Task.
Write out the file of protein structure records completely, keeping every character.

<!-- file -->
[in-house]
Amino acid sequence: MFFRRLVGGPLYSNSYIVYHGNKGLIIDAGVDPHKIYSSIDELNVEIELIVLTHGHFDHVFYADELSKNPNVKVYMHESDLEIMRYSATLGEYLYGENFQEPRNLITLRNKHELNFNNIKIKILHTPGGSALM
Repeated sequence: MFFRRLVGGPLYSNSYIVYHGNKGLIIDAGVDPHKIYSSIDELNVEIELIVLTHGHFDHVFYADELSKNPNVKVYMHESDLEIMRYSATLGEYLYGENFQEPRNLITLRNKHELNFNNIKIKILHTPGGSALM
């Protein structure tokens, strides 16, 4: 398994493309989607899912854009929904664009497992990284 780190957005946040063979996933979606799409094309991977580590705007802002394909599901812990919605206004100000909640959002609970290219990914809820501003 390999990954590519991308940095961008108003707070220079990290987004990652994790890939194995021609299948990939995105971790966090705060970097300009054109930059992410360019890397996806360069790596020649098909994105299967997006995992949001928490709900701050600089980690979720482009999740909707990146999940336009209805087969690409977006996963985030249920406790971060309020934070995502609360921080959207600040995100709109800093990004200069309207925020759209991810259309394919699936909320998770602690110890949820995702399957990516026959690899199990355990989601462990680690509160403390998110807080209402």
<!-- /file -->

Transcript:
[in-house]
Amino acid sequence: MFFRRLVGGPLYSNSYIVYHGNKGLIIDAGVDPHKIYSSIDELNVEIELIVLTHGHFDHVFYADELSKNPNVKVYMHESDLEIMRYSATLGEYLYGENFQEPRNLITLRNKHELNFNNIKIKILHTPGGSALM
Repeated sequence: MFFRRLVGGPLYSNSYIVYHGNKGLIIDAGVDPHKIYSSIDELNVEIELIVLTHGHFDHVFYADELSKNPNVKVYMHESDLEIMRYSATLGEYLYGENFQEPRNLITLRNKHELNFNNIKIKILHTPGGSALM
């Protein structure tokens, strides 16, 4: 398994493309989607899912854009929904664009497992990284 780190957005946040063979996933979606799409094309991977580590705007802002394909599901812990919605206004100000909640959002609970290219990914809820501003 390999990954590519991308940095961008108003707070220079990290987004990652994790890939194995021609299948990939995105971790966090705060970097300009054109930059992410360019890397996806360069790596020649098909994105299967997006995992949001928490709900701050600089980690979720482009999740909707990146999940336009209805087969690409977006996963985030249920406790971060309020934070995502609360921080959207600040995100709109800093990004200069309207925020759209991810259309394919699936909320998770602690110890949820995702399957990516026959690899199990355990989601462990680690509160403390998110807080209402």